First Service Networks Incorporated v. First Service Maintenance Group Incorporated

Filing 68

ORDER that Plaintiff's 47 Motion to Dismiss Defendant's counterclaims is granted with respect to claim VII and denied with respect to the remaining counterclaims. Signed by Judge David G Campbell on 11/21/2012.(LFIG)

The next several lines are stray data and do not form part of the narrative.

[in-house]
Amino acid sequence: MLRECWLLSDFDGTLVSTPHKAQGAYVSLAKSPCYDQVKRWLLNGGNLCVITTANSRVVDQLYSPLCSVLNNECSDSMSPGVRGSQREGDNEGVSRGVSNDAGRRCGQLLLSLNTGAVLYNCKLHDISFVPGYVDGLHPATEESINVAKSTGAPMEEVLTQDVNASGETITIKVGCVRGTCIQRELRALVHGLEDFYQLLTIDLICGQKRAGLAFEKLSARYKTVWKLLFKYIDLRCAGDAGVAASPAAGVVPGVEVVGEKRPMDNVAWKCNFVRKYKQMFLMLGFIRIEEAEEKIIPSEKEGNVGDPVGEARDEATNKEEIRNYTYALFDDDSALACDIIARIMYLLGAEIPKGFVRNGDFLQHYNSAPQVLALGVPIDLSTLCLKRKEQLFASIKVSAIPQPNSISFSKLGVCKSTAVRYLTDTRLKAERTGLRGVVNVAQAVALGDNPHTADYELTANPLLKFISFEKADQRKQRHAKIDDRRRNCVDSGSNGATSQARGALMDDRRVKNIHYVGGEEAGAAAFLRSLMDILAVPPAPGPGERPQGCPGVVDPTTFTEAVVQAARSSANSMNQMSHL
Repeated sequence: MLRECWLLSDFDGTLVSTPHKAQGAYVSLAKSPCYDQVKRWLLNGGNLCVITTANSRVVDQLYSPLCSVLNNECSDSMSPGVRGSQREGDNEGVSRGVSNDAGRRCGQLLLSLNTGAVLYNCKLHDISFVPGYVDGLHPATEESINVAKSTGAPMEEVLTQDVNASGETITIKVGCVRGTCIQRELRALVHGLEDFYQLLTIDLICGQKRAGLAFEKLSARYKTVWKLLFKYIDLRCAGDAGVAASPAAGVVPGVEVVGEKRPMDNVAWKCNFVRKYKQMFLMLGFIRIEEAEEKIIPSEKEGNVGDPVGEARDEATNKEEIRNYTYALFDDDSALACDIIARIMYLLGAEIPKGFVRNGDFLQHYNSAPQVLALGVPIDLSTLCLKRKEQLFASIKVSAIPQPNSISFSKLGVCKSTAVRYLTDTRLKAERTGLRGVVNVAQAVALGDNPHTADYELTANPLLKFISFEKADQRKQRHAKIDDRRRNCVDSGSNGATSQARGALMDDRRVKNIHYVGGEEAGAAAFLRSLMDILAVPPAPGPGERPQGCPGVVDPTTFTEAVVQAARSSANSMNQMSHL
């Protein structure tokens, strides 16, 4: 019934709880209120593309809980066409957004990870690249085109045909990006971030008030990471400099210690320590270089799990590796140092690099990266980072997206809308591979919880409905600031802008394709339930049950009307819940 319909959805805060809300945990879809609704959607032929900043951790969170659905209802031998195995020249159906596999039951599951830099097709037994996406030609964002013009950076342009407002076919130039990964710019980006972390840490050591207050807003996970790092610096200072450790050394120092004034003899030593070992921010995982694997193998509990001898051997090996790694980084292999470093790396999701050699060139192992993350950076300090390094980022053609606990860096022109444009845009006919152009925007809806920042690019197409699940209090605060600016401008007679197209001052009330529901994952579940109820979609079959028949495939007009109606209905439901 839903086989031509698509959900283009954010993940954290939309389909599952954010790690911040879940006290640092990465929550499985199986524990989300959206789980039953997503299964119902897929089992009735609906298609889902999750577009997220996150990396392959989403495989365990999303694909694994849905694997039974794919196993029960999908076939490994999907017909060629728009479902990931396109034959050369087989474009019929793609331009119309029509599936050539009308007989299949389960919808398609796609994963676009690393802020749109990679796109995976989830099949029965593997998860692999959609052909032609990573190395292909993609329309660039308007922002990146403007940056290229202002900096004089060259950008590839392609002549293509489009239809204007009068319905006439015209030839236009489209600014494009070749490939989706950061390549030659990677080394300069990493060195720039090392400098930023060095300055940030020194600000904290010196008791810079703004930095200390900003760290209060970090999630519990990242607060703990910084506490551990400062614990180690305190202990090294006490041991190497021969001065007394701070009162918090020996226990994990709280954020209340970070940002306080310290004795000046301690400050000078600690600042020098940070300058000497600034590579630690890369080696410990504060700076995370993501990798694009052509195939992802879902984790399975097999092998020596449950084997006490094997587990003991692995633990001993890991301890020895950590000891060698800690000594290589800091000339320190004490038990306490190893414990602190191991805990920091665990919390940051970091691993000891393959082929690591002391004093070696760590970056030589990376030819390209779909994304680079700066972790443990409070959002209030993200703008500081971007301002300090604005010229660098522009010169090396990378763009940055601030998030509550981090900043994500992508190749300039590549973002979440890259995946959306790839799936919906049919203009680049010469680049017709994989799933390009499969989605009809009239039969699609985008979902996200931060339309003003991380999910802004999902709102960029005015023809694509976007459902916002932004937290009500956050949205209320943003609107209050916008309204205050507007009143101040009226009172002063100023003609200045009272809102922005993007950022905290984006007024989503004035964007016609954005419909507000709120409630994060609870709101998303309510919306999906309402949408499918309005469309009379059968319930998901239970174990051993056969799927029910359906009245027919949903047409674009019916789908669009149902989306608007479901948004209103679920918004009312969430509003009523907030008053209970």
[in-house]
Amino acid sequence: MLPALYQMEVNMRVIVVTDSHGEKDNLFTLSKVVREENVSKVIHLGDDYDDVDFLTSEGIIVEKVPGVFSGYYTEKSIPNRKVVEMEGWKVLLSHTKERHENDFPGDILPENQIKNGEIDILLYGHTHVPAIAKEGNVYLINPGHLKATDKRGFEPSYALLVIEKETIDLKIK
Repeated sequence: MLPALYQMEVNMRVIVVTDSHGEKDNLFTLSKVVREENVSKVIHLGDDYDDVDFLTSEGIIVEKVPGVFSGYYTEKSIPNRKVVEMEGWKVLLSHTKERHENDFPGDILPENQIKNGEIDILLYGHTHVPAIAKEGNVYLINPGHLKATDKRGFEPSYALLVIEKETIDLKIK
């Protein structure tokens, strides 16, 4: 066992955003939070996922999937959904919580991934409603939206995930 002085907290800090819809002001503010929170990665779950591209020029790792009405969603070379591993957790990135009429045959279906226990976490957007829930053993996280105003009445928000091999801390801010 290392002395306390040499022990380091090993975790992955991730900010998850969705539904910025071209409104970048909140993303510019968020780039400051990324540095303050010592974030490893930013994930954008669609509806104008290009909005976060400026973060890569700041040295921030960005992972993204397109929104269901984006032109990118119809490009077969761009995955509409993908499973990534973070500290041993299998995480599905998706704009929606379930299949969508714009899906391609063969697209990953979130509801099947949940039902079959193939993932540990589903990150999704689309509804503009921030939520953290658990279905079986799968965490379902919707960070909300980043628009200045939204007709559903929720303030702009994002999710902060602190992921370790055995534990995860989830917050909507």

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1 WO 2 3 4 5 6 IN THE UNITED STATES DISTRICT COURT 7 FOR THE DISTRICT OF ARIZONA 8 9 First Service Networks, Inc., Plaintiff, 10 11 ORDER v. 12 No. CV-11-01897-PHX-DGC First Service Maintenance Group, Inc., Defendant. 13 14 Before the Court is First Service Networks, Inc.’s (“FSN” or “Plaintiff”) motion to 15 dismiss counterclaims IV, V, VI, VII, and VIII for failure to state a claim. Doc. 47. First 16 Service Maintenance Group, Inc. (“FSMG” or “Defendant”) filed a response (Doc. 53) 17 and Plaintiff filed a reply (Doc. 57). No party has requested oral argument. For the 18 reasons that follow, the Court will deny in part and grant in part Plaintiff’s motion to 19 dismiss the counterclaims. 20 I. Background. 21 On September 27, 2011, FSN filed suit against FSMG for trademark infringement, 22 unfair competition, unjust enrichment, and anticybersquatting. Doc. 1. The claims are 23 based on U.S. Trademarks 2,737,643 and 2,942,344 which are both owned by FSN. Id. 24 ¶ 12. In its answer to the complaint, FSMG raised multiple counterclaims, five of which 25 assert that the registered trademarks are invalid (Counterclaims IV-VIII). Doc. 45 at 13- 26 16. Plaintiff moves to dismiss each of the counterclaims that assert that the trademarks 27 are invalid. Doc. 47. 28 1 II. Legal Standard. 2 A defendant’s counterclaims are held to the same pleading standard as a plaintiff’s 3 complaint. Starr v. Baca, 652 F.3d 1202, 1216 (9th Cir. 2011). When analyzing a 4 complaint or counterclaim for failure to state a claim to relief under Rule 12(b)(6), the 5 well-pled factual allegations are taken as true and construed in the light most favorable to 6 the nonmoving party. Cousins v. Lockyer, 568 F.3d 1063, 1067 (9th Cir. 2009). Legal 7 conclusions couched as factual allegations are not entitled to the assumption of truth, 8 Ashcroft v. Iqbal, 556 U.S. 662, 680 (2009), and they are insufficient to defeat a motion 9 to dismiss for failure to state a claim, In re Cutera Sec. Litig., 610 F.3d 1103, 1108 (9th 10 Cir. 2010). To avoid a Rule 12(b)(6) dismissal, the complaint must plead “enough facts 11 to state a claim to relief that is plausible on its face.” Bell Atl. Corp. v. Twombly, 550 12 U.S. 544, 570 (2007). 13 III. Analysis. 14 Defendant consents to dismissal of counterclaim VII with prejudice. Doc. 53 at 7, 15 n. 2. Defendant also concedes that the marks are incontestable pursuant to 15 U.S.C. 16 § 1065, and that their validity can no longer be challenged as “merely descriptive.” 17 Doc. 53 at 7, n. 1; 15; see Reno Air Racing Ass’n v. McCord, 452 F.3d 1126, 1135 (9th 18 Cir. 2006); Park’N Fly, Inc. v. Dollar Park & Fly, Inc., 469 U.S. 189 (1985). Defendant 19 maintains, however, that the marks are generic. 20 counterclaim for which FSN has requested dismissal also asserts genericness as grounds 21 for invalidity.”) (emphasis removed). Doc. 53 at 4 (“However, each 22 Trademarks generally identify the source of goods or services, but generic marks 23 “refer[] to the genus of which the particular product is a species” and therefore are not 24 source-identifying. Park’N Fly, Inc., 469 U.S. at 194. “To determine whether a term [is] 25 generic, we look to whether consumers understand the word to refer only to a particular 26 producer’s goods or whether the consumer understands the word to refer to the goods 27 themselves . . . Whether a mark is generic is a question of fact.” Yellow Cab Co. v. 28 Yellow Cab of Elk Grove, Inc., 419 F.3d 925, 929 (9th Cir. 2005). -2- An otherwise 1 incontestable mark may be challenged on the ground that it has become generic. 15 2 U.S.C. § 1064(3); 15 U.S.C. § 1115(b). 3 Because the classification of a mark as generic is based on how the purchasing 4 public for the particular service or good perceives the mark, FSMG argues that their 5 allegations that the marks are generic present questions of fact that must be resolved by a 6 fact finder. Doc. 53 at 8. FSN counters that merely asserting the marks are generic, 7 without additional allegations, fails the pleading standard in Twombly. Doc. 57 at 4. 8 FSMG alleges that “‘first service’ and/or ‘1st service’ are not associated by the 9 public with any particular source” and that “numerous entities offer services that they 10 describe as ‘first service’ and/or ‘1st service.’” Doc. 45 ¶¶ 7-8. They also allege that 11 FSN’s marks are generic names “for all or a portion of the services recited in the 12 registration, namely, technical facilities management services,” and that “purchaser[s] of 13 services offered under [the marks] . . . understand that such designation does not refer to 14 a specific, exclusive source of the services but instead refers to a service name and 15 category.” Id. ¶¶ 9-10, 32. 16 Accepting these allegations as true, as the Court must on a motion to dismiss, the 17 Court finds them sufficient to support FSMG’s counterclaims. If the general public and 18 specific consumers believe the marks are generic names for the kinds of services that 19 both FSN and FSMG provide, as FSMG has alleged, then FSMG will succeed in its 20 claims. 21 IT IS ORDERED that Plaintiff’s motion to dismiss Defendant’s counterclaims 22 (Doc. 47) is granted with respect to claim VII and denied with respect to the remaining 23 counterclaims. 24 Dated this 21st day of November, 2012. 25 26 27 28 -3-

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